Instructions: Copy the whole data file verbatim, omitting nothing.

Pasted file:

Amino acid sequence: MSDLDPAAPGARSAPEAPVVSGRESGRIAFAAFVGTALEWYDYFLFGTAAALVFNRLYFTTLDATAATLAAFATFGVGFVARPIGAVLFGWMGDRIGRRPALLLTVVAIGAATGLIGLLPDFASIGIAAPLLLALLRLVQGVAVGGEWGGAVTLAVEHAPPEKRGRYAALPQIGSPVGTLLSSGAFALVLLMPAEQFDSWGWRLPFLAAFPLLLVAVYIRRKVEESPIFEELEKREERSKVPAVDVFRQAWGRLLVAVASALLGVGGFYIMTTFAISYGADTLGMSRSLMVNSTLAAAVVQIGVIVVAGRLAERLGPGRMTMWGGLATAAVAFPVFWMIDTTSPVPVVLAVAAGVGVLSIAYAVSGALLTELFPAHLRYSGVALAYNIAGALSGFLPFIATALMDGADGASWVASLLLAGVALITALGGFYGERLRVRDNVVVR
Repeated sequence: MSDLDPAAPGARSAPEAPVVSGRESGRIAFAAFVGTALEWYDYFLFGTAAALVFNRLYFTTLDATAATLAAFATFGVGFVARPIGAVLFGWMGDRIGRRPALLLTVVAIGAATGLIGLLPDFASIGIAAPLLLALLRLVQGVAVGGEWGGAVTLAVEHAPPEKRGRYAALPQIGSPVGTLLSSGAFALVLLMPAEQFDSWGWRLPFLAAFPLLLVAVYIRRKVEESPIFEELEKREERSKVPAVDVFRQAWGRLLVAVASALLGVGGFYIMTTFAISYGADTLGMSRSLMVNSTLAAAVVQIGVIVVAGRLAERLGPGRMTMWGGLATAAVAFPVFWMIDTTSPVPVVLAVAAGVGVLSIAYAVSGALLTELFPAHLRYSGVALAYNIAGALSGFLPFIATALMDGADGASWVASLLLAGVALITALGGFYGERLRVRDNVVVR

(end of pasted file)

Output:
Amino acid sequence: MSDLDPAAPGARSAPEAPVVSGRESGRIAFAAFVGTALEWYDYFLFGTAAALVFNRLYFTTLDATAATLAAFATFGVGFVARPIGAVLFGWMGDRIGRRPALLLTVVAIGAATGLIGLLPDFASIGIAAPLLLALLRLVQGVAVGGEWGGAVTLAVEHAPPEKRGRYAALPQIGSPVGTLLSSGAFALVLLMPAEQFDSWGWRLPFLAAFPLLLVAVYIRRKVEESPIFEELEKREERSKVPAVDVFRQAWGRLLVAVASALLGVGGFYIMTTFAISYGADTLGMSRSLMVNSTLAAAVVQIGVIVVAGRLAERLGPGRMTMWGGLATAAVAFPVFWMIDTTSPVPVVLAVAAGVGVLSIAYAVSGALLTELFPAHLRYSGVALAYNIAGALSGFLPFIATALMDGADGASWVASLLLAGVALITALGGFYGERLRVRDNVVVR
Repeated sequence: MSDLDPAAPGARSAPEAPVVSGRESGRIAFAAFVGTALEWYDYFLFGTAAALVFNRLYFTTLDATAATLAAFATFGVGFVARPIGAVLFGWMGDRIGRRPALLLTVVAIGAATGLIGLLPDFASIGIAAPLLLALLRLVQGVAVGGEWGGAVTLAVEHAPPEKRGRYAALPQIGSPVGTLLSSGAFALVLLMPAEQFDSWGWRLPFLAAFPLLLVAVYIRRKVEESPIFEELEKREERSKVPAVDVFRQAWGRLLVAVASALLGVGGFYIMTTFAISYGADTLGMSRSLMVNSTLAAAVVQIGVIVVAGRLAERLGPGRMTMWGGLATAAVAFPVFWMIDTTSPVPVVLAVAAGVGVLSIAYAVSGALLTELFPAHLRYSGVALAYNIAGALSGFLPFIATALMDGADGASWVASLLLAGVALITALGGFYGERLRVRDNVVVR